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Kill Your Air Conditioner: Cool Your House with a Big Fan

 

The summer of 2009 has been cooler than usual in the Midwest, but Mother Nature can still pack a punch.

August has seen some 90-degree days in places like Michigan.

When it get this hot, some people like to stay inside in front of the air conditioner (based on recent Twitter and Facebook updates). But it doesn’t have to be this way.

The air conditioner, I mean.

A “whole house fan” that uses the attic for venting can keep your home cool with less electricity (and for less money) than modern-day air conditioning.

My parents used to have one of these things in the 1970s and it worked wonders.

If you live in an area with cooler mornings and evenings in the summer, then the whole house fan can be a cheaper and just-as-comfortable alternative to refrigerated air.

The trick is to run the fan when the air outside is cool. Open your windows. The fan will push the hot air out of your house and pull the cool outdoor air inside.

Shut it off before the air gets warm outside. By that time, you should be enjoying cool rooms.

The Environment Report recently looked at people who are returning to this old-fashioned way of staying cool.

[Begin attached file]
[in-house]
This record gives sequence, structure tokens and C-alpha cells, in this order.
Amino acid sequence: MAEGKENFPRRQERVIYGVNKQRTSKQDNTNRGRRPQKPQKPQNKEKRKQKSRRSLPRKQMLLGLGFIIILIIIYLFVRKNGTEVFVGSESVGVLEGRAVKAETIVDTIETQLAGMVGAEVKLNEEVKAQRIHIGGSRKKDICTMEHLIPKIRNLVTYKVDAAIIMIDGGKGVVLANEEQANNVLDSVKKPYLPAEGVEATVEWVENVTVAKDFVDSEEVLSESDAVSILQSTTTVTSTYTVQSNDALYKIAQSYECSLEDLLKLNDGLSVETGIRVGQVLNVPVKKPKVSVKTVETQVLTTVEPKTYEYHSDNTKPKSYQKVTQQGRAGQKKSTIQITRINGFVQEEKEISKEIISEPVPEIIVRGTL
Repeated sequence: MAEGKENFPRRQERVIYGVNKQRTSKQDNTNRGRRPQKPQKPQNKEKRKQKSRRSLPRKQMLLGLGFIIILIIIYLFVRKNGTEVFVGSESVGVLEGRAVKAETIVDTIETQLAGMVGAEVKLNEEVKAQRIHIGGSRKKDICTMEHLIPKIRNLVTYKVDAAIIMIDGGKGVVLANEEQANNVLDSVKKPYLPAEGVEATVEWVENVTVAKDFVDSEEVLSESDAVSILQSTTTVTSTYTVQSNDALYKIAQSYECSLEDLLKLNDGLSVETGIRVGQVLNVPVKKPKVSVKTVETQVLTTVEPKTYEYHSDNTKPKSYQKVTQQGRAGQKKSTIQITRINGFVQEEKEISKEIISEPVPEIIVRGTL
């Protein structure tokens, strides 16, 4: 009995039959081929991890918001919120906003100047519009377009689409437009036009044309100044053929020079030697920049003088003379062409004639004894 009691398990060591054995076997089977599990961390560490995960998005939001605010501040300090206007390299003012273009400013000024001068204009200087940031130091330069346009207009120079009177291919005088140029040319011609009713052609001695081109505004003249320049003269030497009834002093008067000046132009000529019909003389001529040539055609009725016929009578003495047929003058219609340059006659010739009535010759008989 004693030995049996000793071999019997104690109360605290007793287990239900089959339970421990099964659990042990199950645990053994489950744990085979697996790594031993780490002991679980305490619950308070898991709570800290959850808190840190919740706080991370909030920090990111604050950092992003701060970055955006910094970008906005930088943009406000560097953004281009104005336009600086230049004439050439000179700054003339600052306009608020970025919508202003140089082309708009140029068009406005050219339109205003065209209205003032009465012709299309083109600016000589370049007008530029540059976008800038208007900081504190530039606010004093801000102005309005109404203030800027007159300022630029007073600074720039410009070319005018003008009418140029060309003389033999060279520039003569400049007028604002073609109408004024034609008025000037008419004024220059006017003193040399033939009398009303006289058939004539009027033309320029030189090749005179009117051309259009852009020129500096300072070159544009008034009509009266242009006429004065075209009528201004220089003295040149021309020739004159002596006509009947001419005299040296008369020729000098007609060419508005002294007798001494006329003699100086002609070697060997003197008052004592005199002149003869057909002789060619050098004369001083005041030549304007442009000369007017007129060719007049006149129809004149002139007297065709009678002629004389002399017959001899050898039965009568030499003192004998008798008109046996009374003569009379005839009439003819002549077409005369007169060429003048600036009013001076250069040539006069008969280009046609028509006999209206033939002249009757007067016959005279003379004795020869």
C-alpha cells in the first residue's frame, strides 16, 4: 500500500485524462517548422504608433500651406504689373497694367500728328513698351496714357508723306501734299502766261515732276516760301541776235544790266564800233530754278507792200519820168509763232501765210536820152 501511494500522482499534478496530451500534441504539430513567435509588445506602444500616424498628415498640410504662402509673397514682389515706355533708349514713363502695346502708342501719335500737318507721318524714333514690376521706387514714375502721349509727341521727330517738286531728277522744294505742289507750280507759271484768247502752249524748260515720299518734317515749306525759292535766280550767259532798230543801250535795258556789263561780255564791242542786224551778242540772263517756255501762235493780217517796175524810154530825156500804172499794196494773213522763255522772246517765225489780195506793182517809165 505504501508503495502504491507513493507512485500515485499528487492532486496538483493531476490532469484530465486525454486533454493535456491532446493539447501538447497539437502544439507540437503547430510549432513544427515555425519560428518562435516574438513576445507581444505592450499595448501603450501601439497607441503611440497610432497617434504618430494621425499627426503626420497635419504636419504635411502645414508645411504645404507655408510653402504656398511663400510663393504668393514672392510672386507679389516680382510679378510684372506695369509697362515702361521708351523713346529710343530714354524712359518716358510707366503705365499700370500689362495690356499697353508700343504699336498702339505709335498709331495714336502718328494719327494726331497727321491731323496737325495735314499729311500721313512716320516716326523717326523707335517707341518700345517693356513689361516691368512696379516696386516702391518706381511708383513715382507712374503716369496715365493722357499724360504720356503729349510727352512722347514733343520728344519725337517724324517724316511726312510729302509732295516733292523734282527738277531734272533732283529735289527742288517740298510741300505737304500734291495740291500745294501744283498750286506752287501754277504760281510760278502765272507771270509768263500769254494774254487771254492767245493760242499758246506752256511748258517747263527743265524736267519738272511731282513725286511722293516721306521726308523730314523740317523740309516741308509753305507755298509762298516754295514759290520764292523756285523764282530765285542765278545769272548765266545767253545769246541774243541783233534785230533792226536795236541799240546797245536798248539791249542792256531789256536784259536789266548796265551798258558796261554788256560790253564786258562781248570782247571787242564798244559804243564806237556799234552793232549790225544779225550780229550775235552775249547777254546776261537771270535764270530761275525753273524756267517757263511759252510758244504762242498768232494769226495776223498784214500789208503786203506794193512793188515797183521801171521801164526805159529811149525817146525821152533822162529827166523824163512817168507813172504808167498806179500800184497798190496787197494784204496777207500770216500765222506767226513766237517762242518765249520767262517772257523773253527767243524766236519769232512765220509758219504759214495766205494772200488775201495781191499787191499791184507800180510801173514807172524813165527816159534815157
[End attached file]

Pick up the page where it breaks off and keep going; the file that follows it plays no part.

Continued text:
They profiled a couple in Ann Arbor, Michigan, that installed a whole house fan themselves for $250, versus the $9,500 estimate they got to install an air conditioning system. So far, they’ve been comfortable this summer.

Matthew Grocoff, with Greenovation TV, says a whole house fan costs about a nickel an hour to run versus up to 30 cents an hour with an air conditioning system.

His web site includes a guide to whole house fans.

The U.S. Department of Energy also has a “how to” guide for installing your own big fan (.pdf).

Whole house fans can cut cooling costs by up to 90 percent in the top half of the United States, according to R.E. Williams Contractor Inc. in Valencia, California.

(Image credit: At top, The Superfan, from R.E. Williams Contractor Inc. Above, U.S. Department of Energy).


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Written By

is typing about issues in the Great Lakes, from advanced biofuels to zero-emission vehicles. Jeff is an environmental journalist and social media evangelist based in Michigan, where the summers are short, the winters are cold, and the stories are plentiful.

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